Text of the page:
Running Time: 129 minutes
Directed By: Martin Scorsese
Written By: Paul Schrader, Mardik Martin, from book by Jake La Motta, Joseph Carter, Peter Savage
Main Cast: Robert De Niro, Joe Pesci, Cathy Moriarty, Nicholas Colasanto, Theresa Saldana
Click here to view the trailer
SCORSESE WEEK: CHAPTER TWO
A few things to talk about before I get into the movie:
1) As I said in the "Taxi Driver" review, this Friday night I'll be joining the boys on The Big Kahuna Burger Podcast to talk film, specifically Martin Scorsese. I really hope you will all go and give them a little support, not just for my episode, but for all the great episodes they've done. Any and all information on The Big Kahuna Burger Podcast can be found by clicking here.
2) The newest edition of the "1001 Movies You Must See Before You Die" book has arrived at my house, in review copy form and I must say I was SHOCKED at some of the inclusions and exclusions. I'll be on the blog hopefully someday this weekend to talk, in depth, about the ins and outs and what I think of the newest, TOTALLY REVISED edition.
3) Yesterday the blog celebrated it's fourth birthday and again, hopefully someday this weekend I'll be on the blog for a special four year anniversary post, where I'll do a whole lot of thanking and general reflections and probably also use the time to hype the podcast appearance and talk about how it all went.
So there's lots going on this week. Add to that the FINAL director tribute week, as we pay homage to the great Martin Scorsese, by watching some of the biggest titles from THE BOOK. "Raging Bull" may be the biggest of the Scorsese lot.
Martin Scorsese's seventh picture, "Raging Bull" tells the story of Jake La Motta (De Niro), top middleweight boxing contender and Italian-American living in The Bronx, under the management of his brother Joey (Pesci). That's really the meat & potatoes of what the film is ABOUT, however, the film delves into La Motta's personal setbacks, including his uncontrollable jealousy toward his trophy wife Vickie (Moriarty) and his ongoing battle with keeping in physical shape for the ring. The film details all of his biggest fights, some in montage form, including classic fights with Sugar Ray Robinson and Middleweight Champion Marcel Cerdan. As his career winds down, La Motta finds his anger issues spiraling out of control, with no self acknowledgement of a problem. In the end of his career, La Motta buys a night club (called "Jake La Motta's") where he TRIES to be as entertaining with a microphone as he was with a pair of gloves. Key scenes include La Motta urging his brother Joey to hit him repeatedly in the face, La Motta sobbing into the shoulder of his brother's suit jacket after being forced to throw a fight and the night Sugar Ray Robinson left La Motta's blood dripping from the ring ropes.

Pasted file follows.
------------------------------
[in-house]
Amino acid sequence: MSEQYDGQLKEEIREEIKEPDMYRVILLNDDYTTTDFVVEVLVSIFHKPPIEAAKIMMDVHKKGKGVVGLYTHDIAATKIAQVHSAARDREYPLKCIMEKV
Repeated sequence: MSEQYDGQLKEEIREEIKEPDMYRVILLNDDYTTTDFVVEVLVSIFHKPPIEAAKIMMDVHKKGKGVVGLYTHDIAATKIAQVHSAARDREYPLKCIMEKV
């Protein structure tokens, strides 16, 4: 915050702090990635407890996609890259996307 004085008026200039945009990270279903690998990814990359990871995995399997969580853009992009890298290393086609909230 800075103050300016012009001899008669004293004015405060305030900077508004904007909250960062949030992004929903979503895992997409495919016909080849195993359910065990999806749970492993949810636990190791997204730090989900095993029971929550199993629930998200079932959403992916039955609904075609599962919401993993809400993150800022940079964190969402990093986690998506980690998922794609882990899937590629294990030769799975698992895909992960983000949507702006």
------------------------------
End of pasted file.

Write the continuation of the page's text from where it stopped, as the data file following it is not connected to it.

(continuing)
While it isn't quite as thought provoking or even as good as "Taxi Driver", I really think that this is the movie that put Scorsese on the map, thanks to the cinematography, the score and the subject matter. When you put "Raging Bull" side by side with "Taxi Driver", this is the one that looks a lot more professional and when watched, shows off memorable scene after memorable scene and just feels like something that should be lauded & praised. Whereas "Taxi Driver" looks a little more gritty and a little more underground; something that was made on a more personal level, "Raging Bull" looks like something that was made for the intention of turning heads and winning awards. Whether or not that was the intention or not, I do not know, but that's how it looks.
I really don't have a lot of in-depth insight to add to this one. Like I said, it just isn't as thought provoking as "Taxi Driver" and while I LOVE me some "Raging Bull", the characters here just aren't AS interesting as the Bickle character. In fact, the characters here are kind of shallow and really show no depth at all. There's no great awakening in the La Motta character; he's just a homophobic, jealous thug who only knows how to do one thing: fight.
However a question came to mind while watching this: Would De Niro have been as successful without Scorsese and vice versa? Look guys, there's a reason some people call De Niro the greatest actor to ever grace the big screen and it's performances like this and "Taxi Driver" that prove those people right. With these two films, you get a chance to see two, completely different De Niro's and see what a versatile actor the man is. In "Taxi Driver" he creates a developed character, with inner torment and in "Raging Bull" he pours his heart out, no to mention the physical changes that must've been rough on him. Now then, take "Raging Bull", "Taxi Driver" and the rest of the Scorsese pictures out of De Niro's filmography and do we still have an actor that people worship? Maybe, but there's also a big "maybe not" on it too. Does Scorsese get the director acclaim that he's gotten without De Niro bringing the acting chops to the table for him? I think this one is a much easier to fathom "what if", because Scorsese IS talented, but I think he makes his name with other pictures and not TD and RB.
RATING: 9/10 Like I said, just not AS good as "Taxi Driver", but still a damn fine movie and one that really looks, sounds and feels like something special. If you've never seen it, then congratulations, your life still has meaning.....to see this picture! Not that it didn't have meaning anyway....
MOVIES WATCHED: 727
MOVIES LEFT TO WATCH: 274
September 12, 2013 11:35pm